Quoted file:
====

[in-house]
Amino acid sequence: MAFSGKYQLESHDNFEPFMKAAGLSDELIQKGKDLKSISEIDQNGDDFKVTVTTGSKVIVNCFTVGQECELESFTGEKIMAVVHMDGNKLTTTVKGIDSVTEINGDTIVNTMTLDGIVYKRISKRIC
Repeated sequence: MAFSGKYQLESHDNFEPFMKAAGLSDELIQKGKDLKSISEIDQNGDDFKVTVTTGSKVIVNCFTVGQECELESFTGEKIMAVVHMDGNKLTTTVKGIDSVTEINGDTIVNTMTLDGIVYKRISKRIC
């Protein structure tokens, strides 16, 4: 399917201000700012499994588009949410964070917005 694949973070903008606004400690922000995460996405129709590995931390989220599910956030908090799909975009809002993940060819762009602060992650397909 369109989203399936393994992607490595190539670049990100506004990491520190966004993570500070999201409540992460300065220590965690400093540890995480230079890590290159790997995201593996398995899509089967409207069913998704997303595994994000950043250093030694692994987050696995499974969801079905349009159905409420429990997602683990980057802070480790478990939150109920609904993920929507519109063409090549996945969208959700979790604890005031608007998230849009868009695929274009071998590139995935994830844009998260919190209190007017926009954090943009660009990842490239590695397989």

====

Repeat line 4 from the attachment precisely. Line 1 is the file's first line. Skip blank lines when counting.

């Protein structure tokens, strides 16, 4: 399917201000700012499994588009949410964070917005 694949973070903008606004400690922000995460996405129709590995931390989220599910956030908090799909975009809002993940060819762009602060992650397909 369109989203399936393994992607490595190539670049990100506004990491520190966004993570500070999201409540992460300065220590965690400093540890995480230079890590290159790997995201593996398995899509089967409207069913998704997303595994994000950043250093030694692994987050696995499974969801079905349009159905409420429990997602683990980057802070480790478990939150109920609904993920929507519109063409090549996945969208959700979790604890005031608007998230849009868009695929274009071998590139995935994830844009998260919190209190007017926009954090943009660009990842490239590695397989």